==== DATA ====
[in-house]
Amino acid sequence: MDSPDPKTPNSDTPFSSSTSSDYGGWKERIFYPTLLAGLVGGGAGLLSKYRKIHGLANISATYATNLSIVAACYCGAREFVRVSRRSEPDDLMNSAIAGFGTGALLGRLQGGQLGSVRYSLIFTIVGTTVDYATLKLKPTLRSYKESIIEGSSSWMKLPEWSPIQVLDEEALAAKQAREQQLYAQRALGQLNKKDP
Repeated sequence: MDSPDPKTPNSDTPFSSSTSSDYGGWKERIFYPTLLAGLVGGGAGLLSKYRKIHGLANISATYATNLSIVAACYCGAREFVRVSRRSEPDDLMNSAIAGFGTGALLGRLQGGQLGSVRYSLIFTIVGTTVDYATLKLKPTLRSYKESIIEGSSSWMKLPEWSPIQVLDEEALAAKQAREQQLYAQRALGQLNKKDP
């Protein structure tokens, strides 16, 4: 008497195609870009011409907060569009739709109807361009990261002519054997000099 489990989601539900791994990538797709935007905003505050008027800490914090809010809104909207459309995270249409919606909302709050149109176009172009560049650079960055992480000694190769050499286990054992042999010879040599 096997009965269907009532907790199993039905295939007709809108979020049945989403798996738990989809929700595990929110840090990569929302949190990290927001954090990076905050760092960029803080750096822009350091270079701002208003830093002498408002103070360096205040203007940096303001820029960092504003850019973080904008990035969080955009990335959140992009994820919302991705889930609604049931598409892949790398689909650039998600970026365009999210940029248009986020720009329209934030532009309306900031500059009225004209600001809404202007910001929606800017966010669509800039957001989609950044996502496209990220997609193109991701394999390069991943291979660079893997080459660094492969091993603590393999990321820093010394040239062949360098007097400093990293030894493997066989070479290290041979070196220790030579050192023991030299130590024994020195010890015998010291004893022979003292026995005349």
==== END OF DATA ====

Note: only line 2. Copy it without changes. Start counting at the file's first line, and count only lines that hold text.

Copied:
Amino acid sequence: MDSPDPKTPNSDTPFSSSTSSDYGGWKERIFYPTLLAGLVGGGAGLLSKYRKIHGLANISATYATNLSIVAACYCGAREFVRVSRRSEPDDLMNSAIAGFGTGALLGRLQGGQLGSVRYSLIFTIVGTTVDYATLKLKPTLRSYKESIIEGSSSWMKLPEWSPIQVLDEEALAAKQAREQQLYAQRALGQLNKKDP